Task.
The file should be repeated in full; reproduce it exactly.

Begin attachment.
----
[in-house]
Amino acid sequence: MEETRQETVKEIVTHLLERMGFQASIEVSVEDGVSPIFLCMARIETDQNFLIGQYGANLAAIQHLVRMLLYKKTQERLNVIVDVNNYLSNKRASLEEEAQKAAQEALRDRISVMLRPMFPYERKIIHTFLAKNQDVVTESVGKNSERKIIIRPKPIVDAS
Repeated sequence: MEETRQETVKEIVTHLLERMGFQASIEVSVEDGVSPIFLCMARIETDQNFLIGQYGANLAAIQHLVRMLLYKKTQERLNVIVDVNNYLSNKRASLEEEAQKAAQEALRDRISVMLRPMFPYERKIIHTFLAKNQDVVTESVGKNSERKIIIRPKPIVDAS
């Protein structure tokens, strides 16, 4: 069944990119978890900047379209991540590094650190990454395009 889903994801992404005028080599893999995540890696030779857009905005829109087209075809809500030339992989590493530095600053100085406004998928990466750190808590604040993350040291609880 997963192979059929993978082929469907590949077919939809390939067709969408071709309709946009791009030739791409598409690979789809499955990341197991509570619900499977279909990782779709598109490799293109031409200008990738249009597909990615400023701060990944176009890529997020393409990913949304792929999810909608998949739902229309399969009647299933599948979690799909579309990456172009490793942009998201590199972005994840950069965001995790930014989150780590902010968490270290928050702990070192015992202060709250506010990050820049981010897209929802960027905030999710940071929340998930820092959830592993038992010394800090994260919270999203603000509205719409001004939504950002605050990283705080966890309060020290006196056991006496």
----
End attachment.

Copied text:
[in-house]
Amino acid sequence: MEETRQETVKEIVTHLLERMGFQASIEVSVEDGVSPIFLCMARIETDQNFLIGQYGANLAAIQHLVRMLLYKKTQERLNVIVDVNNYLSNKRASLEEEAQKAAQEALRDRISVMLRPMFPYERKIIHTFLAKNQDVVTESVGKNSERKIIIRPKPIVDAS
Repeated sequence: MEETRQETVKEIVTHLLERMGFQASIEVSVEDGVSPIFLCMARIETDQNFLIGQYGANLAAIQHLVRMLLYKKTQERLNVIVDVNNYLSNKRASLEEEAQKAAQEALRDRISVMLRPMFPYERKIIHTFLAKNQDVVTESVGKNSERKIIIRPKPIVDAS
């Protein structure tokens, strides 16, 4: 069944990119978890900047379209991540590094650190990454395009 889903994801992404005028080599893999995540890696030779857009905005829109087209075809809500030339992989590493530095600053100085406004998928990466750190808590604040993350040291609880 997963192979059929993978082929469907590949077919939809390939067709969408071709309709946009791009030739791409598409690979789809499955990341197991509570619900499977279909990782779709598109490799293109031409200008990738249009597909990615400023701060990944176009890529997020393409990913949304792929999810909608998949739902229309399969009647299933599948979690799909579309990456172009490793942009998201590199972005994840950069965001995790930014989150780590902010968490270290928050702990070192015992202060709250506010990050820049981010897209929802960027905030999710940071929340998930820092959830592993038992010394800090994260919270999203603000509205719409001004939504950002605050990283705080966890309060020290006196056991006496």